Blizzard brings much of US East Coast to a standstill

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Harrison Feind of Boulder, Colo., takes a selfie with a snowman in front of the White House in Washington, Saturday, Jan. 23, 2016. A blizzard with hurricane-force winds brought much of the East Coast to a standstill Saturday, dumping as much as 3 feet of snow, stranding tens of thousands of travelers and shutting down the nation’s capital and its largest city. (AP Photo/Manuel Balce Ceneta)

A blizzard with hurricane-force winds brought much of the U.S. East Coast to a standstill Saturday, dumping as much as 3 feet (90 centimeters) of snow, stranding tens of thousands of travelers and shutting down Washington and New York City.

After days of weather warnings, most of the 80 million people in the storm’s path heeded requests to stay home and off the roads, which were largely deserted. Yet at least 18 deaths were blamed on the weather, resulting from car crashes, shoveling and hypothermia. And more snow was to come, with dangerous conditions expected to persist until early Sunday, forecasters warned.

“This is going to be one of those generational events, where your parents talk about how bad it was,” Ryan Maue, a meteorologist for WeatherBell Analytics, said from Tallahassee, Florida, which also got some flakes.

The system was mammoth, dropping snow from the Gulf Coast to the northeastern New England states. By afternoon, areas near Washington had surpassed 30 inches (75 centimeters), according to the ‘s running totals. The heaviest unofficial report was in a rural area of West Virginia, not far from Harper’s Ferry, with 40 inches (100 centimeters).

In addition to snow and wind, the National Weather Service predicted up to half an inch (1.25 centimeters) of ice for the Carolinas and potentially serious coastal flooding for the mid-Atlantic region.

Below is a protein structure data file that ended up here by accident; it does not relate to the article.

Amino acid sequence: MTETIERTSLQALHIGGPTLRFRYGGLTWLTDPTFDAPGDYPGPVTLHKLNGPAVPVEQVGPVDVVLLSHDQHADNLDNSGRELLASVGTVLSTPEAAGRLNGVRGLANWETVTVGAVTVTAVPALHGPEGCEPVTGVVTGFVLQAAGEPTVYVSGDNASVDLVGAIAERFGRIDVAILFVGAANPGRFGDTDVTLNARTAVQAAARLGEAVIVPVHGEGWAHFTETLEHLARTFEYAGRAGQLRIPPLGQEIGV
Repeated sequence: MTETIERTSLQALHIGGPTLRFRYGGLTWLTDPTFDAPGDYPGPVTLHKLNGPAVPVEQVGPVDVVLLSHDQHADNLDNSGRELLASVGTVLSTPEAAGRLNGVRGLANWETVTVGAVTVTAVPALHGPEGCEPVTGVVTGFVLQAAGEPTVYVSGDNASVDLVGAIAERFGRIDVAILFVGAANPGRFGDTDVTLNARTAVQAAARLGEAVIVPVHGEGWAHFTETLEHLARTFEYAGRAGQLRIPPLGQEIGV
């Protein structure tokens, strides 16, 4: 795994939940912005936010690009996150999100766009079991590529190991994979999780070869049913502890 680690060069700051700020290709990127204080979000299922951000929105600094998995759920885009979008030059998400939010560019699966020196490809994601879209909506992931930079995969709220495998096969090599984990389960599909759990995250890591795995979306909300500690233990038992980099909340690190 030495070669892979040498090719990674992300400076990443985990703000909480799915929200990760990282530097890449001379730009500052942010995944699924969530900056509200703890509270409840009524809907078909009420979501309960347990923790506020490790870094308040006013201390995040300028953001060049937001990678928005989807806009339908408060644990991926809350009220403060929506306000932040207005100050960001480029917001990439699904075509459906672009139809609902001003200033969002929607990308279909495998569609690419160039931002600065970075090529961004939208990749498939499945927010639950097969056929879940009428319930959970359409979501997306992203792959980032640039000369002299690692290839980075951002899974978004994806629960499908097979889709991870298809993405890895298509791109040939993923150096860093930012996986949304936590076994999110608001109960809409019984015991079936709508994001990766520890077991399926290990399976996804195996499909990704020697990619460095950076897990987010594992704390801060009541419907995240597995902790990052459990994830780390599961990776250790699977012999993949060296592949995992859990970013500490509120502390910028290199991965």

Airlines canceled nearly 7,000 weekend flights and started to cut Monday service. The bulk of Saturday’s 4,459 cancelations were at airports in the New York City and Washington metro areas, according to flight tracking service FlightAware. Another 2,467 flights were canceled for Sunday, and the count keeps rising.

As the storm picked up, forecasters increased their snow predictions for New York and points north. The new estimates were for heavy snow nearly all the way to Boston, forecaster Patrick Burke said from the weather service’s Weather Prediction Center in College Park, Maryland.

“This is kind of a top 10 snowstorm,” said weather service winter storm expert Paul Kocin, who co-wrote a two-volume textbook on blizzards. And for New York and Washington this looks like top 5, he said. “It’s a big one.”

In New York, three people died while shoveling snow in Queens and Staten Island. The normally bustling streets around Rockefeller Center, Penn Station and other landmarks were mostly empty. Those who did venture out walked down the middle of snow-covered streets to avoid even deeper drifts on the sidewalks.

With Broadway shows dark, thin crowds shuffled through a different kind of Great White Way in Times Square.

As recently as Friday night, New York officials had expected the storm to top out at 18 inches (45 centimeters). But that prediction jumped to 25 inches (62.5 centimeters) Saturday morning and to 28 inches (71 centimeters) by evening. Nearly 20 inches (50 centimeters) had fallen on Central Park by late afternoon, with more coming down hard.

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